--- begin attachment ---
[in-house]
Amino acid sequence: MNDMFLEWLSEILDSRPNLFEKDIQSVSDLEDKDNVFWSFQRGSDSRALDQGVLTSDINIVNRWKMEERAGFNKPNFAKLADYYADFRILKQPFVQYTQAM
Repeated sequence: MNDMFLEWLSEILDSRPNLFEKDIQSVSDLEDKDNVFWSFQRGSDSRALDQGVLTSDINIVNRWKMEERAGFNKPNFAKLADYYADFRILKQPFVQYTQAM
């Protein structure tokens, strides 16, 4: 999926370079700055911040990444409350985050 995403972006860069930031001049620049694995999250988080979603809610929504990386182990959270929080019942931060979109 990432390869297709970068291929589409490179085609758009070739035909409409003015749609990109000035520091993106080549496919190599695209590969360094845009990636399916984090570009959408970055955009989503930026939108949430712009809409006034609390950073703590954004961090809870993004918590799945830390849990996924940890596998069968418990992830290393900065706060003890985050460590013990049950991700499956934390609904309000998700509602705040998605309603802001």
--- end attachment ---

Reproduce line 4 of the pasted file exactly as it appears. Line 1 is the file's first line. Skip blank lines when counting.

């Protein structure tokens, strides 16, 4: 999926370079700055911040990444409350985050 995403972006860069930031001049620049694995999250988080979603809610929504990386182990959270929080019942931060979109 990432390869297709970068291929589409490179085609758009070739035909409409003015749609990109000035520091993106080549496919190599695209590969360094845009990636399916984090570009959408970055955009989503930026939108949430712009809409006034609390950073703590954004961090809870993004918590799945830390849990996924940890596998069968418990992830290393900065706060003890985050460590013990049950991700499956934390609904309000998700509602705040998605309603802001």